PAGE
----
After the reveal of the Xbox One, gamers learned that backwards compatibility with Xbox 360 and current-generation Xbox Live Arcade games would not be possible on Microsoft’s new console given its complicated architecture. Though not yet explicitly announced, since the PlayStation 4 is also changing from the cell processor to an x86 architecture, backwards compatibility is also unlikely for PlayStation 3 games as well. Nintendo offers full support for Wii and Wii U games and peripherals, but Microsoft and Sony have always been more stringent on the issue.
So what gives? Why is this such a big deal one way or the other? Should we at all be surprised by Sony’s and Microsoft’s stance on compatibility?
The reason this matters to so many gamers — more so now than ever before — is because of the length of this current console cycle. We have all had time to amass tremendous libraries, and this generation represents the first time we have widely distributed downloadable titles. We love the idea that old titles can receive new support because if we get rid of our old systems, we also lose access to many games.
Why, then, is backwards compatibility not happening for the Xbox One and possibly PS4? Well, from Microsoft and Sony’s perspective, the feature doesn’t really generate any profit. Converts to Xbox One might want to go back and play the old Xbox library that they missed out on, but this doesn’t necessarily help publishers or Microsoft’s bottom line as most people would go pick up those titles used. So from their perspective, the time it would take to make compatibility possible would only represent a financial loss.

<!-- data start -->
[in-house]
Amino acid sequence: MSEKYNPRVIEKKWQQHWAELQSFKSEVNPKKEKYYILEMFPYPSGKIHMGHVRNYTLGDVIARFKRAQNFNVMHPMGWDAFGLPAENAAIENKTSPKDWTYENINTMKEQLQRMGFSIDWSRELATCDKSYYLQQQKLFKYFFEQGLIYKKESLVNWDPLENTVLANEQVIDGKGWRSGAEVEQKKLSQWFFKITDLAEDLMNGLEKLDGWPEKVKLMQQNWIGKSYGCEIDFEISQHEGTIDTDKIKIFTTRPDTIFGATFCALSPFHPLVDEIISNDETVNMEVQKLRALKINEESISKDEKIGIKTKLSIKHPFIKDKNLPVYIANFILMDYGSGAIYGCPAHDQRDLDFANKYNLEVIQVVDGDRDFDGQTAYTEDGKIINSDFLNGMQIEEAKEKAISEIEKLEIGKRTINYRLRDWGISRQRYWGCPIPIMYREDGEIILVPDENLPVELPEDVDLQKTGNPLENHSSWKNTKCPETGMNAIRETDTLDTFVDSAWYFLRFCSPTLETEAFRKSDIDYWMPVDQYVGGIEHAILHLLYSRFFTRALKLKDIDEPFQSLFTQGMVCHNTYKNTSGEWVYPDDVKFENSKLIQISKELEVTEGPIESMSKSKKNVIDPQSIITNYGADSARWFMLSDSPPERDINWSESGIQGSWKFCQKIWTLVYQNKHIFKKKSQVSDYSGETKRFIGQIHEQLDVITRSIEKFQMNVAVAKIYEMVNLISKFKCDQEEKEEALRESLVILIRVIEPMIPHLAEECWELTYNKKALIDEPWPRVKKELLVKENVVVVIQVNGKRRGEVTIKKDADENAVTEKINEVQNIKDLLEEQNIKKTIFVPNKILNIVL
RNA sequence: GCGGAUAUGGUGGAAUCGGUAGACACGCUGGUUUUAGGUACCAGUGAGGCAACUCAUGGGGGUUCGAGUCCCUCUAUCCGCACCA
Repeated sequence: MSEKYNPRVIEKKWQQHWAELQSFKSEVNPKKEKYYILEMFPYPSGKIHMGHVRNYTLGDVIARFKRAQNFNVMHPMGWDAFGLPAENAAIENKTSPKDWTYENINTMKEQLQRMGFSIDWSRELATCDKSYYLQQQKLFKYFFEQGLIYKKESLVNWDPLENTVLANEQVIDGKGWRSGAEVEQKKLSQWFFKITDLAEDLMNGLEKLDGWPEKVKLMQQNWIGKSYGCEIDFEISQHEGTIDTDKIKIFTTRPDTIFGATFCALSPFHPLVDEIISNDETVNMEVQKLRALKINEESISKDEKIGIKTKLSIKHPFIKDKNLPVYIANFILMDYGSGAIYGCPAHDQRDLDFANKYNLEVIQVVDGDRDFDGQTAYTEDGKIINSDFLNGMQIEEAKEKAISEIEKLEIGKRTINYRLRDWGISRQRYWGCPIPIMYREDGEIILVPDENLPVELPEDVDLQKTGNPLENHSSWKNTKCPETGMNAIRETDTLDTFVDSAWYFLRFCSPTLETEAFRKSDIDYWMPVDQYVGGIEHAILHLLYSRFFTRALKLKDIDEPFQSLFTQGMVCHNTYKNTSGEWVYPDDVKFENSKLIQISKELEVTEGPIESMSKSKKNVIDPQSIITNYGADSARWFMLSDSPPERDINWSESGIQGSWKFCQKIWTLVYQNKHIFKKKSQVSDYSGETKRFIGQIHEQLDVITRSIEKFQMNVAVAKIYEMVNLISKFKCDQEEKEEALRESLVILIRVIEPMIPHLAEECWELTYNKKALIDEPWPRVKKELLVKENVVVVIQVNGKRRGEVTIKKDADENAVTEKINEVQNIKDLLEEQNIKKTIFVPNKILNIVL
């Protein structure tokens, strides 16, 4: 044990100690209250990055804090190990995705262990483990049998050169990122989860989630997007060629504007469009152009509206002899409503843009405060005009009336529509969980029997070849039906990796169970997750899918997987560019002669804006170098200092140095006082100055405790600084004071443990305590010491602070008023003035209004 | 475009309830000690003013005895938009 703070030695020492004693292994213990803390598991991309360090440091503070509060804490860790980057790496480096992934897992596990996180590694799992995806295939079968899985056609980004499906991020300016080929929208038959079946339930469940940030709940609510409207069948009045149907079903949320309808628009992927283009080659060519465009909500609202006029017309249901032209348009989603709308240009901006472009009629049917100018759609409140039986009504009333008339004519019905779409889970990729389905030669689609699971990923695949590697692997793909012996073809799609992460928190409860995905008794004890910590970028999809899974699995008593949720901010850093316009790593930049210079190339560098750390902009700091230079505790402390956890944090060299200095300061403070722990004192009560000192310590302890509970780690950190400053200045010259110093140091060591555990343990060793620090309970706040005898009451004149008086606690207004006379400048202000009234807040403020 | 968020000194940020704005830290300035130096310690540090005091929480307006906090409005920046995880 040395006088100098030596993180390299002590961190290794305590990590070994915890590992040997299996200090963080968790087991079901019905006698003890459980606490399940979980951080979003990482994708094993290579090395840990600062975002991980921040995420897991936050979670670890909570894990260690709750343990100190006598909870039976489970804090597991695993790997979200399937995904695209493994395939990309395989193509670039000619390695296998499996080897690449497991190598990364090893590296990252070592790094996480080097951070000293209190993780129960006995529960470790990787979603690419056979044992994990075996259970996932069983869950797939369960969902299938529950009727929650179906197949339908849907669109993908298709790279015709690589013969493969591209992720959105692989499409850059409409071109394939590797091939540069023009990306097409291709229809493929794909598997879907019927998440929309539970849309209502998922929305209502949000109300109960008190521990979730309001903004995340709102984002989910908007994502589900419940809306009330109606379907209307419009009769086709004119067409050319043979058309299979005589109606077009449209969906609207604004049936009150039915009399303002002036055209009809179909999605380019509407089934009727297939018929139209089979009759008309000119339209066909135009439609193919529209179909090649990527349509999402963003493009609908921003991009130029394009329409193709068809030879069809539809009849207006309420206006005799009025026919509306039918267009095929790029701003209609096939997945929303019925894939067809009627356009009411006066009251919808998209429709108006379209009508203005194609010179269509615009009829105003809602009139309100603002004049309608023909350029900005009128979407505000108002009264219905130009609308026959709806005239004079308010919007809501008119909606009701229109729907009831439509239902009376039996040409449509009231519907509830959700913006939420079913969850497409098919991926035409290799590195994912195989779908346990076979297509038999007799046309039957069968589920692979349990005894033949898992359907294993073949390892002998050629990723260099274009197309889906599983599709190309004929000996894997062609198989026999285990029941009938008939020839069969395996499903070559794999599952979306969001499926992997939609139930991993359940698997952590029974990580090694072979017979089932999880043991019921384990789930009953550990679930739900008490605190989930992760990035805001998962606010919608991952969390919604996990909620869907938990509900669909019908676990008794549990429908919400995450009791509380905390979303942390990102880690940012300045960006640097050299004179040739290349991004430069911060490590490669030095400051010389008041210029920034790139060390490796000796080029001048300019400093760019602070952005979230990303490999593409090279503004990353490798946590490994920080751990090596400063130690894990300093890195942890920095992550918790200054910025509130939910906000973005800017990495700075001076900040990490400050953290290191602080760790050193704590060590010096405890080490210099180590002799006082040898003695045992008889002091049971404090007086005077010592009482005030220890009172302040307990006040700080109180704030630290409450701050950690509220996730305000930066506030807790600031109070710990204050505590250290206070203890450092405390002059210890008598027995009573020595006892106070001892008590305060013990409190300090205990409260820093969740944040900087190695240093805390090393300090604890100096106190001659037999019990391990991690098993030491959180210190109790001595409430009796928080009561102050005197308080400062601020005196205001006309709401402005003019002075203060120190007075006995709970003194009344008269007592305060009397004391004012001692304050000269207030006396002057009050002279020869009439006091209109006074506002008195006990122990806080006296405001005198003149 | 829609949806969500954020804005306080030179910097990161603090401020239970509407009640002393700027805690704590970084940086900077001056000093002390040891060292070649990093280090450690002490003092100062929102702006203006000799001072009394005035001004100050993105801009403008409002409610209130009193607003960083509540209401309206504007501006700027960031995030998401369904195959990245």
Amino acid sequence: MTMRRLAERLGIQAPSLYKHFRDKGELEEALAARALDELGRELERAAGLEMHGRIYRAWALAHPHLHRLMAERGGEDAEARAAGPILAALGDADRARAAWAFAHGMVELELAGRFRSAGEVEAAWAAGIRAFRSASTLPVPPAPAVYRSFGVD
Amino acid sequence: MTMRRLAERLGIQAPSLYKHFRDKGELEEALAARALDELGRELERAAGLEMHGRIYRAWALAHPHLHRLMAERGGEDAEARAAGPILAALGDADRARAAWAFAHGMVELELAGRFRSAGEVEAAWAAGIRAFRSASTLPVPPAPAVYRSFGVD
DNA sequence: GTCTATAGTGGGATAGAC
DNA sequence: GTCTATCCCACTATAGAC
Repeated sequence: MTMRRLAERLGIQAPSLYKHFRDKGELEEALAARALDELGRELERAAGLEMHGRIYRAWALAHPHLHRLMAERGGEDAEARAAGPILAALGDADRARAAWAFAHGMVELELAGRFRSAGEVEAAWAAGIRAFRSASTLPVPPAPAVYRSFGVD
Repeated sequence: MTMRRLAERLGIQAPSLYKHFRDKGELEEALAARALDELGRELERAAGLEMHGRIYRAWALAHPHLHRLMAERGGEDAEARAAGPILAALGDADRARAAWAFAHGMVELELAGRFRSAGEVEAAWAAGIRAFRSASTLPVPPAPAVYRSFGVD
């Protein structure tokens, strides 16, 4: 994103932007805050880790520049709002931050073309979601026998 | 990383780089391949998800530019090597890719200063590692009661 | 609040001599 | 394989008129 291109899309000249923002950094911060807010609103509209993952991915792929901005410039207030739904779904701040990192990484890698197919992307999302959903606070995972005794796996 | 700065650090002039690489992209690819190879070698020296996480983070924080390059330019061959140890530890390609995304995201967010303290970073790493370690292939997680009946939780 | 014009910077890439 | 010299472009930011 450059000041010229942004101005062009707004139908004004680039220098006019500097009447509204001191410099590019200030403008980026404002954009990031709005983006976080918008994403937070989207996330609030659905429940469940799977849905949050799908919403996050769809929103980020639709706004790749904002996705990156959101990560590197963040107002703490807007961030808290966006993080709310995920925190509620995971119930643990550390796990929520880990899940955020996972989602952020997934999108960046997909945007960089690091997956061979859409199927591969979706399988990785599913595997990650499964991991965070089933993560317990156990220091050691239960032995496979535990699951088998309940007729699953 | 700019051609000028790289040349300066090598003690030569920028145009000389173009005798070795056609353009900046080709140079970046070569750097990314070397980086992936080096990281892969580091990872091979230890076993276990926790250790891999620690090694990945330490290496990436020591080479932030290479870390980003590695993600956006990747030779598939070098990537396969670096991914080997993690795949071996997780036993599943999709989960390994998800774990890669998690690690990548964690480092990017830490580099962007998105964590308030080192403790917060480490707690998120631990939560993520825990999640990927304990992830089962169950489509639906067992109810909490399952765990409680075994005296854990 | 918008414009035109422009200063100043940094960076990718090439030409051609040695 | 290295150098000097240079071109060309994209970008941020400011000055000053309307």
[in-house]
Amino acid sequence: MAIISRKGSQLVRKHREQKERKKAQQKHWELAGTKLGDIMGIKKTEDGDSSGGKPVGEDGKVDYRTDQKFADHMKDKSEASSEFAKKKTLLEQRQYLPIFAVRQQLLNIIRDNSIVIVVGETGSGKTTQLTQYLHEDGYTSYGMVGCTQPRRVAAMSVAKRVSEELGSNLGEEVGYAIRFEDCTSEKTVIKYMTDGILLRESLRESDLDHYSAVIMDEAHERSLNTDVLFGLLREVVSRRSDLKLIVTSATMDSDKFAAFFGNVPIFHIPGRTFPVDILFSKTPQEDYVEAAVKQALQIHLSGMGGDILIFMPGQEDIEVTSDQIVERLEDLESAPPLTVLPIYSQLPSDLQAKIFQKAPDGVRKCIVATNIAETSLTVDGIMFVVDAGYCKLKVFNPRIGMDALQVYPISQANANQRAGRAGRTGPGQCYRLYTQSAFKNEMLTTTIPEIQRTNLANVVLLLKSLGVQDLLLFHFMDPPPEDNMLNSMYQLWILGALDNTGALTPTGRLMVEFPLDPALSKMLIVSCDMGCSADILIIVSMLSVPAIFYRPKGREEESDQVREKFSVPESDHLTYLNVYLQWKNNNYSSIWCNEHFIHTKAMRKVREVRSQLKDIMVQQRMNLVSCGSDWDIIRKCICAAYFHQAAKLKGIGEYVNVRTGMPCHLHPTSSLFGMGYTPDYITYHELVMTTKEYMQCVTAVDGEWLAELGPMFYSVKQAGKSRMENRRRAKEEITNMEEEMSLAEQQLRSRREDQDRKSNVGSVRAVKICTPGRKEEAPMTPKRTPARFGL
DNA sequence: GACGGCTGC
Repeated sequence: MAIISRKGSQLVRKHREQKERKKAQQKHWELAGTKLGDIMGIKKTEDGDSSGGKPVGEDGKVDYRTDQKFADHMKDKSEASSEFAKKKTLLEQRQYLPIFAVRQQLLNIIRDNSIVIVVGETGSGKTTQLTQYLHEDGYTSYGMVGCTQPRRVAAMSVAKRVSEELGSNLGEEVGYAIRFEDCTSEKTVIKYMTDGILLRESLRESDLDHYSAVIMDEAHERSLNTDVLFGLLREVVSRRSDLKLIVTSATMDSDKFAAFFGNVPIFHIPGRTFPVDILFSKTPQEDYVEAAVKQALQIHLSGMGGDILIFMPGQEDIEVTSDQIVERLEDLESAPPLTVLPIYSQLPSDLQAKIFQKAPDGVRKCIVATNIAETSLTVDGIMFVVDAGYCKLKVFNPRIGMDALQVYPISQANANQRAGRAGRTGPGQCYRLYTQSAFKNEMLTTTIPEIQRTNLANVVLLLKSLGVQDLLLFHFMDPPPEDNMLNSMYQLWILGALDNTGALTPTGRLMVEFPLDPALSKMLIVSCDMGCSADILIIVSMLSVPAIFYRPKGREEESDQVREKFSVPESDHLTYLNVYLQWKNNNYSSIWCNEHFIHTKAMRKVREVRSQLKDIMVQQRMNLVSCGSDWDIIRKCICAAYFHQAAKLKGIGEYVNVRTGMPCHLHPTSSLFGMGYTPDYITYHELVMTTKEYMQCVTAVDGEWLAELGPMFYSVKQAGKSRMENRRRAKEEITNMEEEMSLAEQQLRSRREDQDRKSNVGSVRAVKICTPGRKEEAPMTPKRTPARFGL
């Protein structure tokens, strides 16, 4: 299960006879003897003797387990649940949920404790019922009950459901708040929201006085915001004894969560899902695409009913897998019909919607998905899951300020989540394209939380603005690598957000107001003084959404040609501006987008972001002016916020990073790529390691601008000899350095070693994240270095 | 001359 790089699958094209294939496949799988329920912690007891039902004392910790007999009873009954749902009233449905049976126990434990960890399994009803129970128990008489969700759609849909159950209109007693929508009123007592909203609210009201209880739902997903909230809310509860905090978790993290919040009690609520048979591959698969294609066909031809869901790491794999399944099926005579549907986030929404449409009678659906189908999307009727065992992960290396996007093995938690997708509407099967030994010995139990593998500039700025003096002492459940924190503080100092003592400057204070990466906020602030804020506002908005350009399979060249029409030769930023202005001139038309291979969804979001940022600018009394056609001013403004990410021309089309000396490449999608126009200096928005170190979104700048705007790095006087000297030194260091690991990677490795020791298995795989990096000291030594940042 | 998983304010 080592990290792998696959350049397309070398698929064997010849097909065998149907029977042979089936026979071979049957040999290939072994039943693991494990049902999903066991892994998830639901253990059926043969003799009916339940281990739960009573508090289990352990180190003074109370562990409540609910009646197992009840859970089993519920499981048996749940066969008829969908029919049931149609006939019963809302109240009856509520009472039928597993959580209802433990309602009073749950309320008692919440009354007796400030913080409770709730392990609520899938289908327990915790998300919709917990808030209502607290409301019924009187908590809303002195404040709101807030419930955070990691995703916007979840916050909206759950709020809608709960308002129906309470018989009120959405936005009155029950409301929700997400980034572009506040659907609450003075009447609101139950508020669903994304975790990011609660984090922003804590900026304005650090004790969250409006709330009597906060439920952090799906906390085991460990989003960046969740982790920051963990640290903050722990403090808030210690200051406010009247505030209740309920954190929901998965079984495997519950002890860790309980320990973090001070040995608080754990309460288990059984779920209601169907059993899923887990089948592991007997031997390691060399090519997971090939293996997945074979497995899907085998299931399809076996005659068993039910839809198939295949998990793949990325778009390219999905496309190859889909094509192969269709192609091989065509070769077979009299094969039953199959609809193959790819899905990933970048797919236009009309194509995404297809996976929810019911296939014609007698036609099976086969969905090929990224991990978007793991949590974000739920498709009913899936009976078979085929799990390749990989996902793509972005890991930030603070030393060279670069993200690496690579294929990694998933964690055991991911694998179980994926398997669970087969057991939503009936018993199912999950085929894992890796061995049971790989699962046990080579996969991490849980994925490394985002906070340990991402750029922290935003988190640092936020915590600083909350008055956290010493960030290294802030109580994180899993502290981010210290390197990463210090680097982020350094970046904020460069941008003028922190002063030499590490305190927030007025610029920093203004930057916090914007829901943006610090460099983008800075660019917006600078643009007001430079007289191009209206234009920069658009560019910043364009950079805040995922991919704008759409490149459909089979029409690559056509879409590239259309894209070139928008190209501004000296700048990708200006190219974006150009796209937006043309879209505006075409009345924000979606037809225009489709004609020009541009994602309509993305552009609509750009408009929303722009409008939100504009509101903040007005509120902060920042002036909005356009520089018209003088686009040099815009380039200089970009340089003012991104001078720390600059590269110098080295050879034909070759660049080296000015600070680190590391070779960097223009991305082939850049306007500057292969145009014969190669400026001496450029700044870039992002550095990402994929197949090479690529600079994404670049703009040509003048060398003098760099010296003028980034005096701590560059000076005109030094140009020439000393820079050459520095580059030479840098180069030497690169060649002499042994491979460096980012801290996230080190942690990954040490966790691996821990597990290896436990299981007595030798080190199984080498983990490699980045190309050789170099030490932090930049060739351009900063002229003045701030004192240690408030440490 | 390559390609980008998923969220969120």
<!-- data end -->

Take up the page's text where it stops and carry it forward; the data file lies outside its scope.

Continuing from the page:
The other reason Microsoft and Sony would hurt by providing backwards compatibility is something we have already seen a great deal of in the current cycle: HD remakes. We have seen them again and again with large, popular franchises like God of War and Halo. Those beloved properties can be improved and relaunched, and unless gamers have their old consoles hooked up and working, there’s no other way to play those titles.
Now take what we have seen in this generation and imagine relaunches on the scale of the next gen — like Assassin’s Creed with updated gameplay and graphics (I’d be lying if I said I wouldn’t buy that). Or a Call of Duty: Modern Warfare trilogy. This is all well within the business model for publishers.
So the games that many people want to play will likely be available again; we’ll just have to pay for them a second time. Given the tremendous install base that both PS3 and Xbox 360 have, we will see current-gen games — and classics alike — receive continual support for years to come, just like PlayStation 2 titles on PS3. These would be brand new versions for less than the price of Xbox One and PS4 games. After all, Sony and Microsoft wouldn’t charge the same price for both current-gen and next-gen games as they need to imply that next-gen is worth more.
Look, I feel for you. I have a huge library of 360 games. I used to sell and trade them, but the returns on the games have been dropping, so I just keep them mpw. I would love to have a single Xbox that can play everything I have — Microsoft did say this was an “all-in-one” entertainment solution — but the reality is we don’t really have that option. If you want to play 360 games, you’ll need a 360. They won’t stop working (at least not for single-player). Those looking to go back and play the old hits can still buy an Xbox 360 or PS3, and it will continually become cheaper to do so.
No one is stopping you from playing those games, but while you are considering dusting off your old console, might I interest you in an HD remake of FFVII for PS4? What’s that? You want me to shut up and take your money? Like you had a choice.